Franchise finance between $200,000 and $300,000 |

Franchise finance between $200,000 and $300,000

In the $200,000-$300,000 price range, a world of franchise opportunities will be opened to you. Read on to find out about franchises in this price bracket, and how to secure finance.

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A franchise business arrangement allows the franchisee to make use of the branding, marketing efforts, products and services, and sometimes ongoing training and support offered by the franchisor. While franchising is considered by some to be an easier business model than starting a new business from scratch, it has its share of special considerations.

Read on to find out more about franchising in Australia, and the franchise opportunities that may be available to you in the $200,000 to $300,000 price range. In particular, learn about finance options and read valuable advice on how to get approved for franchise finance in this bracket.

Compare the following Franchise Finance options between $200,000 and $300,000

Data updated regularly
Name Product Min. Loan Amount Max. Loan Amount Loan Term Upfront Fee Filter Values
Moula Business Loan
1 to 2 years
2% Establishment fee
A loan of up to $250,000 that can be approved and funded within 24 hours. Available to businesses with 6+ months operating history and $5,000+ monthly sales.
ebroker Business Loan
1 month to 30 years
$0 application fee
Small business loans available between $5,000 and $5,000,000. Get access to 70+ non-bank lenders on this independent platform.
Valiant Finance Business Loan Broker
3 months to 5 years
$0 application fee
A Business Lending Specialist from Valiant Finance can give you access to competitive business loans from over 70 lenders. Loans between $5,000 and $1 million are available. Request a call – your loan can be funded in 1 business day.
OnDeck Business Loans
6 months to 2 years
3% of loan amount
Apply for up to $250,000 and receive your approved funds in one business day. Minimum annual turnover of $100,000 and 1 year of trading history required.
Prospa Business Loan
3 months to 3 years
3% origination fee
Small business loans are available from $5,000 - $300,000 on terms of up to 3 years. At least six months trading history and a monthly turnover from $6,000 is necessary.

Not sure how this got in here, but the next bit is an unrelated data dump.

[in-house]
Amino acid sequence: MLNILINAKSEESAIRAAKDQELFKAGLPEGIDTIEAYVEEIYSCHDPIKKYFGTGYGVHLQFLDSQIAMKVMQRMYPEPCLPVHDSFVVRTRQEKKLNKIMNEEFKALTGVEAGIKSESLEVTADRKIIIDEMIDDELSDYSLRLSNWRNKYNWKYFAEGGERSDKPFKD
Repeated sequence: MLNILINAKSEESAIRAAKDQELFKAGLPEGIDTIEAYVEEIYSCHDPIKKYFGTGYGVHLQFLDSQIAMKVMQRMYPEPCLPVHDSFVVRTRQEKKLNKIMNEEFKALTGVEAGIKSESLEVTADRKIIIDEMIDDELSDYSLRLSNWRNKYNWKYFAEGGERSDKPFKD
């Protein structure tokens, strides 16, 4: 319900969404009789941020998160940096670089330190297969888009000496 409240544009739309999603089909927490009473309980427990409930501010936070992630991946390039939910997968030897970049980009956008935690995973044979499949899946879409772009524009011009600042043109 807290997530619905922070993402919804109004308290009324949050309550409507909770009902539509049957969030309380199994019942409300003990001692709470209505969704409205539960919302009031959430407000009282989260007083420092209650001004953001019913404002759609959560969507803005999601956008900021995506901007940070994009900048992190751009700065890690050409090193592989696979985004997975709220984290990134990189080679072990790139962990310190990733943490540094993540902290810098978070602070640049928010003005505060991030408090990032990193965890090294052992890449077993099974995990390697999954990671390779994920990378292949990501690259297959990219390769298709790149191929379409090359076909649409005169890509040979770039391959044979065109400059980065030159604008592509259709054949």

ANZ Unsecured Business Loan
Up to 15 years
Apply for a loan from $10,000 with no security required and benefit from flexible repayment terms.

Compare up to 4 providers

Franchises for sale between $200,000 and $300,000

Franchises valued between $200,000 and $300,000 are considered to be mid-range in terms of initial franchise fees, and potential franchisees with this kind of budget will have a wealth of business opportunities available to choose from.

It is important to understand that there is more than one way to buy a franchise business. Perhaps the most well-known way is to enter into a franchise agreement with the franchisor and then open a new business and build it from the ground up. However, equally common is to purchase an existing franchise that has previously been established and is now being offered for sale as a going concern.

In the $200,000 to $300,000 price range, you will have access to franchises that can be built from the ground up as well as potentially higher valued existing franchises that are underperforming and are being offered for sale. While it can be tempting to purchase a big-name franchise like Chicken Treat, Lone Star or Muffin Break at a significantly lower than market value price, it is extremely important to have a full understanding of why the business is being offered for sale at a reduced rate.

Inevitably, this will be because the business is underperforming financially, and the current owners are looking to get out of the business and recoup some of their losses. The only way to know for sure is to request full financial disclosure from the current franchisee – which they are required by law to provide to you, as a potential purchaser – and then seek independent legal and financial advice from your accountant, lawyer and/or financial advisor as to the true financial state of the business.

With this in mind, the following franchise opportunities could be available to you in the $200,000 to $300,000 price range:

  • Australian Skin Clinics, which offers cosmetic medicine procedures including laser skin treatments.
  • Bakers Delight, one of the more well-known retail bakeries in the country, in operation for more than 38 years.
  • Bedshed, a reputable specialty bedding, mattress and bedroom furniture franchise.
  • Boost Juice, a highly recognisable juice and smoothie brand that has found its way into many of the major shopping centres throughout Australia.
  • Domino's, arguably the leading pizza brand retailer in Australia, which revolutionised online pizza customisation, ordering and GPS driver tracking.
  • Just Cuts, a low-cost, no fuss hairdressing franchise that offers inexpensive hairdressing services without appointments, capitalising on impulse decisions and walk-by traffic.